Jurors are deliberating in the gender-discrimination case against venture-capital firm Kleiner Perkins. While we wait for a verdict, which could come before week’s end, here are some important lessons gleaned from the proceedings.
Closing arguments in the gender-discrimination case against the venture-capital firm Kleiner Perkins Caufield & Byers ended Wednesday. Jurors are deliberating and will soon decide if gender was a significant factor in the decision not to promote and eventually to fire former junior partner Ellen Pao.
Silicon Valley, to put it bluntly, is captivated. The case has pierced through the typically dull conversational haze around smartphone penetration and software disruption and touched on more sensational topics, such as the messy breakup of an interoffice romance and the uncomfortable idea that an industry that preaches meritocracy might instead be a hotbed of bias.
Regardless of the outcome, important lessons can already be gleaned from the proceedings. While we wait for a verdict, which could come before week’s end, they’re worth considering.
No organization is too small for an HR department
Most Read Business Stories
- Flawed analysis, failed oversight: How Boeing, FAA certified the suspect 737 MAX flight control system | Times Watchdog
- Boeing has 737 MAX software fix ready for airlines as DOT launches new scrutiny of entire FAA certification process
- Belltown penthouse is region’s priciest condo sale ever — and new owners won't even live there
- Amazon finds an alternative workforce through Northwest Center, a Seattle nonprofit helping people with disabilities
- Boeing defends 737 MAX's cockpit add-ons, begins new pilot information sessions
Kleiner Perkins didn’t have an internal human-resource department or clear policies around hiring and firing. The firm, with around 40 partners, said it was too small to need such an internal function; partners referred to themselves as a family that sorted out its business informally. They are now paying the price.
Pao’s attorneys pointed to a lack of clear guidelines around the improper conduct of a male employee and argued it contributed to a delay in firing him. The firm also could have benefited from clearer ways to communicate to junior employees about their prospects for advancement. Pao presented herself as waiting for a promotion that never came.
Fostering diversity is a good business move
Venture capital is a boys club. Only 6 percent of VC investors are women, down from 10 percent in 1999, according to a 2014 study out of Babson College. (At Kleiner, 20 percent of the partners are women.) Studies repeatedly show that a diverse workforce with evenly balanced leadership committees make better decisions.
At the time of some of the alleged conduct, the operating committee at Kleiner was mostly men over the age of 60. Not surprisingly, they missed some early opportunities to stop the case before it metastasized into the current imbroglio. Plus, companies are now voluntarily releasing annual diversity reports and are held publicly accountable by employees and outsiders for their numbers.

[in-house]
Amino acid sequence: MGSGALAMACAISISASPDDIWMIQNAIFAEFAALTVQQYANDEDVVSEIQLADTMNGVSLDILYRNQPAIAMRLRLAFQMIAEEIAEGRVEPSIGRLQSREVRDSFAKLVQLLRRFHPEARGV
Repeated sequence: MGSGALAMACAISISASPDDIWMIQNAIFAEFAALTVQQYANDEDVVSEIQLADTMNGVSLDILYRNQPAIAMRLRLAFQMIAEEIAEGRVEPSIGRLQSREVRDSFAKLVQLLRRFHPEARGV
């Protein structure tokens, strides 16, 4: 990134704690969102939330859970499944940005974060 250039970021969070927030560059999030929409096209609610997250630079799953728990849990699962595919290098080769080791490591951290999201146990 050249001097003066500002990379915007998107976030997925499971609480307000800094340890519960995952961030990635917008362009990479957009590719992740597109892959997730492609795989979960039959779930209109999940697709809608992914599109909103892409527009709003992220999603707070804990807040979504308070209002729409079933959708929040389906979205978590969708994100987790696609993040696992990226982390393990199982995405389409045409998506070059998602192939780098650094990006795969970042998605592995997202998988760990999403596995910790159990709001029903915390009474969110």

Fostering a balanced workforce and leadership team blunts potential outside criticism and is the best way to avoid lawsuits like the Pao case. It’s also the right thing to do.
Beware subconscious bias in the workplace
Pao’s lawyers have largely asserted she was the victim of the kind of subconscious bias frequently discussed by Facebook Chief Operating Officer Sheryl Sandberg, author of “Lean In.” Do women get assigned more of the office “housework,” such as taking notes in meetings? Do people favor qualities in men (hard-driving, sharp focus) while penalizing the same behavior in women?
As Pao’s lawyer asserted in closing arguments, negative factors in her performance review, such as that she could be too aggressive and didn’t work well in a team, were also cited in the review of male junior partners — but the men got promoted.
Bias in the workplace often takes more subtle forms than overt sexual harassment, and everyone should be aware of it.
Find allies if you’re going to file a discrimination suit
Here’s a lesson for prospective plaintiffs. Unlike class actions against investment banks and media companies, Ellen Pao stood alone in this case. Combined with some of the stranger elements of her personal story, this allowed Kleiner’s attorneys to target her character and question her motives.
Pao has said there were other women at the firm, including three unnamed admins, who also expressed concerns about gender bias. Kleiner disputed this fact, and these unnamed colleagues didn’t join her on the stand.
(Kleiner’s lawyers argued that Pao made up much of her evidence once she realized she was going to be fired. “As sometimes happens when a clever employee sees the writing on the wall, Ellen Pao went on the offensive,” attorney Lynne Hermle said Wednesday.)
If other women had joined Pao’s case as co-plaintiffs or as part of a class action, she might have avoided some of the personal arguments that have come to define her case in the media and, perhaps, with jurors.
Silicon Valley no longer gets a free pass
Early in Apple’s history, Steve Jobs famously said he wanted to be a pirate instead of joining the navy. That attitude has defined the business community here ever since. The tech industry values disrupters who do everything differently and run their companies with a tenacious focus, at the expense of everything else.
But look around the valley now, and all you see is the navy. This is now the business establishment. And that means the same set of rules — around treatment of employees, paying a fair share of taxes and yes, gender discrimination — are going to increasingly apply.
It’s perhaps no accident that since the Pao trial started, new discrimination and harassment lawsuits have come against Facebook and Twitter. Companies everywhere are going to be held accountable for their employee’s actions.